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Understanding the Science of Skin Care: Peptides

Science of Skin Care
Understand how the skin ages.

Scientific jargon used on skin care product labeling and/or advertising can be just as intimidating as it is impressive. The word “peptide,” for instance, sounds like something you vaguely remember from an old biology text book, but what exactly is it? And how does it help you look younger?

How Skin Chemically Ages

To understand how peptides work in skin care products, you must first understand how the skin ages.

Skin is made of several layers, the outermost (epidermis) actually being dead skin cells. The layer just beneath (dermis) is composed of collagen and elastin, two substances that give skin its suppleness and elasticity.

Every day, you are exposed to a number of environmental threats: air pollution, harsh chemicals or other irritants (like parabens and dyes), ultraviolet radiation, free radicals, etc. These threats cause collagen and elastin to break down, chemically bond with other elements, which can then lead to them bonding with sugars (a process called glycosylation or glycation). The result: sagging skin, wrinkles and a dull complexion.

How Peptides Help

The body naturally produces 20 amino acids, which link together to form chains of varying lengths sequences. Chains over 50 amino acids long are called proteins. Chains under 50 amino acids long are called peptides.

Like proteins, peptides are chemical constituents of and/or messengers to cells. They “tell” cells (or molecular compounds inside or outside the cell) what to do or not do.

In the skin, some peptides (pentapeptides, in particular) “tell” collagen and elastin fibers not to link to sugar. By blocking the glycation process, collagen and elastin remain in their free form, which helps skin maintain its radiance, plumpness and elasticity.

But pentapeptides aren’t the only peptides helpful in your pursuit of younger, healthier looking skin. Other peptides perform various skin-enhancing functions. For instance:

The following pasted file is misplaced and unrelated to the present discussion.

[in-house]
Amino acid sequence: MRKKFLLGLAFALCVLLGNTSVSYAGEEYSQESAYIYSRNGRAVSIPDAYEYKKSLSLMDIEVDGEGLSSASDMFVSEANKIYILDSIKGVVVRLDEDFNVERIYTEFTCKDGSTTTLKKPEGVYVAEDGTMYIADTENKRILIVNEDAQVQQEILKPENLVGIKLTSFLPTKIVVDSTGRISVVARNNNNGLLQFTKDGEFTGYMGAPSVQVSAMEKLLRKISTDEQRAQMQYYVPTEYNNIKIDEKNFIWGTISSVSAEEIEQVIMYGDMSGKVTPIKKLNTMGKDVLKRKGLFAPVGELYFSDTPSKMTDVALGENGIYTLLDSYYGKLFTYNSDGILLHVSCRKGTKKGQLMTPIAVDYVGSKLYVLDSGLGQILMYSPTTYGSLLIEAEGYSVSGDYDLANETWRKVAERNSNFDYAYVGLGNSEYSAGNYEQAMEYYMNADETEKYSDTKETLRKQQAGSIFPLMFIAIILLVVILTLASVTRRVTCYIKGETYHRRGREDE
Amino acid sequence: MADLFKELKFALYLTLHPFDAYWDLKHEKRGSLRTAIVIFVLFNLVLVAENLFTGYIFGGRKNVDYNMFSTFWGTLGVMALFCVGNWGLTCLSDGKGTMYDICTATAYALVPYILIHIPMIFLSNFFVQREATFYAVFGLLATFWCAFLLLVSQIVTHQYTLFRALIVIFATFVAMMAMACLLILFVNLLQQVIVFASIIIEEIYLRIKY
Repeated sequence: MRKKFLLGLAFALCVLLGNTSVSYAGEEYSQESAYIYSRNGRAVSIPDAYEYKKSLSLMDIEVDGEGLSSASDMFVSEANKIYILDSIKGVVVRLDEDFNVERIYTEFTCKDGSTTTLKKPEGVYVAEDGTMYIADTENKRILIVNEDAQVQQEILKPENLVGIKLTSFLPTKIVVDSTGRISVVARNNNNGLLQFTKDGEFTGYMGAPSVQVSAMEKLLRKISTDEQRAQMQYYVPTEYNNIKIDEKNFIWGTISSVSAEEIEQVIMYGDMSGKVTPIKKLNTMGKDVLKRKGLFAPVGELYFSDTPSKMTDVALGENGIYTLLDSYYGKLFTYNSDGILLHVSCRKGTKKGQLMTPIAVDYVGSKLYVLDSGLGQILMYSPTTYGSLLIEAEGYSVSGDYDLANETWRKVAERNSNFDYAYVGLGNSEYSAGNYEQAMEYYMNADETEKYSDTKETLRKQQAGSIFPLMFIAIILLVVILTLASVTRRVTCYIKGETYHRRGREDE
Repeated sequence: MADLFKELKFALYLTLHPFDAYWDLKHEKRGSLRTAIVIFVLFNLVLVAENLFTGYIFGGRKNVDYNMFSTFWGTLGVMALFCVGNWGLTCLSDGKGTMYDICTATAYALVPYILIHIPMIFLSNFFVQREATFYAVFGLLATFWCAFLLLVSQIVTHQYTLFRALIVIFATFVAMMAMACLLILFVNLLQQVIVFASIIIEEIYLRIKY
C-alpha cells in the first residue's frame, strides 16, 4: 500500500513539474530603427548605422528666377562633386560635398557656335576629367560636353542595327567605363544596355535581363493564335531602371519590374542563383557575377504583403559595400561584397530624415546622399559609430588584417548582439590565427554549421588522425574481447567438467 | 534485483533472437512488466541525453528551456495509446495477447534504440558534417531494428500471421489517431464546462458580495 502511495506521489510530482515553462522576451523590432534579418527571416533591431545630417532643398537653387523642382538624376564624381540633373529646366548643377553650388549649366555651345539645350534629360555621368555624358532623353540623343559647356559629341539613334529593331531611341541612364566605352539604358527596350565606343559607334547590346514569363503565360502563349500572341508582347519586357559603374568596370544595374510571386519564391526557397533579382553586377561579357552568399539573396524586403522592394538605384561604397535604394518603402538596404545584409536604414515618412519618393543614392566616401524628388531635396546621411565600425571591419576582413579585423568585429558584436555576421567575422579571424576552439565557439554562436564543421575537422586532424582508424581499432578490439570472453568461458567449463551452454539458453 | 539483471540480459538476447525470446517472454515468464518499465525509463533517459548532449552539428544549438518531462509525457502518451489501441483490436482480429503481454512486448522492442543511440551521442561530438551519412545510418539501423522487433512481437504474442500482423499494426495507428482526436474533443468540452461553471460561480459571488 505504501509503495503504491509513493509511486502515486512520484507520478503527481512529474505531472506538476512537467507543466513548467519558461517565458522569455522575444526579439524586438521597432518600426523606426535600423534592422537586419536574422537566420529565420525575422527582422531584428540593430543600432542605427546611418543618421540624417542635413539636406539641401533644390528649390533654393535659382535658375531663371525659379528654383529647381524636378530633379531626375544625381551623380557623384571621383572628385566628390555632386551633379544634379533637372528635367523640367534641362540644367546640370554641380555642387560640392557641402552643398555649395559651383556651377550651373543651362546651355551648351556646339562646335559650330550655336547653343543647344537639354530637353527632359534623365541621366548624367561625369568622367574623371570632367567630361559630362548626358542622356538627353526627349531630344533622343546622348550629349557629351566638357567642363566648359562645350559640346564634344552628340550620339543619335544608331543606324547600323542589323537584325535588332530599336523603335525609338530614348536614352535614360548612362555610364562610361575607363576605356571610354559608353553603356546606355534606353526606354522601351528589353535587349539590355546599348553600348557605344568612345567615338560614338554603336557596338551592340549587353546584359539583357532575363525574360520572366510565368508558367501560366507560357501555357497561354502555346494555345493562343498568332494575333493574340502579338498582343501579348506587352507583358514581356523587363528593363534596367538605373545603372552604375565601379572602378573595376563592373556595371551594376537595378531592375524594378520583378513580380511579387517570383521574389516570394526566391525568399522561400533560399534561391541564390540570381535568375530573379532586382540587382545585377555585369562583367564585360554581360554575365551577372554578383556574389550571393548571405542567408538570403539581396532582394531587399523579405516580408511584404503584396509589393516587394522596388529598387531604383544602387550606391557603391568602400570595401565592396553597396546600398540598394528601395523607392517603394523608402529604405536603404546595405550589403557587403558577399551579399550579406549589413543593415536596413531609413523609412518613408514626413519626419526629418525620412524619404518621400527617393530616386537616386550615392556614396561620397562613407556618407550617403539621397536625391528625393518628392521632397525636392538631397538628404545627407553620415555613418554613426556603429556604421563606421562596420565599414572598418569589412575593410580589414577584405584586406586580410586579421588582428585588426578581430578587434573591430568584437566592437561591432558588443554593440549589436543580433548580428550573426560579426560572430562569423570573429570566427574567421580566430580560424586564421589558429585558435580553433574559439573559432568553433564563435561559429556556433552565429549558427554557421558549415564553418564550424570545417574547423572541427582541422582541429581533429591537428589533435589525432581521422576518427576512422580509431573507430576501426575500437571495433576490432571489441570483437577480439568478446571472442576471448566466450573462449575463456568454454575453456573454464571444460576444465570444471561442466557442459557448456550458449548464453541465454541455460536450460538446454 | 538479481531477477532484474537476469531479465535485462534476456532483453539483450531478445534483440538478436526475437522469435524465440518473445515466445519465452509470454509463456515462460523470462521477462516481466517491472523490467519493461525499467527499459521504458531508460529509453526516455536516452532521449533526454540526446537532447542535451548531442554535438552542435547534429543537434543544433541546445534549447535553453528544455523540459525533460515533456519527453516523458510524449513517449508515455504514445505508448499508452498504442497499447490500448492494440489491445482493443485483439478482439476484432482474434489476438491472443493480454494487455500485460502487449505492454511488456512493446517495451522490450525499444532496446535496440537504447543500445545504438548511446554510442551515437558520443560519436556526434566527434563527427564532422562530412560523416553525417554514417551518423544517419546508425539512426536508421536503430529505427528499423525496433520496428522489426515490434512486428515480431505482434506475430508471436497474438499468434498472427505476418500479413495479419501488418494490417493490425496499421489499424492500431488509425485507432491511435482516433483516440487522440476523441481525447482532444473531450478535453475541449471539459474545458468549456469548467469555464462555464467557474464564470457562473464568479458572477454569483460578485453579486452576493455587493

• Acetylhexapeptide (also known as Argireline) is a relaxing peptide. It can inhibit muscle contraction, relaxing the skin and smoothing the appearance of wrinkles, much like Botox.
  • Tego-Pep 4-17 is a filling peptide that reduces wrinkle depth and skin roughness.
  • HBNP-1 is a repairing peptide that both inhibits the enzymatic breakdown of collagen and signals cells to produce more collagen

Dipeptides improve lymphatic circulation, which reduces the appearance of dark circles under your eyes, and other peptides reduce enzymatic breakdown of proteins that results in stretch marks.

Effective Peptide Skin Care Products

A lot of skin care products may claim to contain peptides, but not all peptide-containing products will yield the same results. There are two main factors in the effectiveness of peptide skin care product:

  1. The stability of the peptide, and
  2. The peptide delivery vehicle (i.e. the cream, lotion or serum)

Peptides are building blocks of proteins—they are ready to be combined with other peptides or molecules to make bigger chains of amino acids. If peptides are not properly stabilized, they may end up bonding to other chemicals (inactive ingredients) in the lotion or serum, making them essentially useless to your skin.

Also, to work properly, peptides must penetrate into the dermis where collagen and elastin production and breakdown is happening. But if a cream, lotion or serum is too thick, it may not penetrate below the epidermis, giving the peptides nothing to work on.

Peptide Skin Care That Works

Hale Cosmeceuticals’ peptide products are formulated for maximum effectiveness. Our products have been developed and tested by our own chemists—we don’t rely on anyone else’s research. And the formulas our peptides are in are designed to allow for deep skin penetration.

If you’d like to see if peptides can work for you, check out our pentapeptide line (available in trial sizes).

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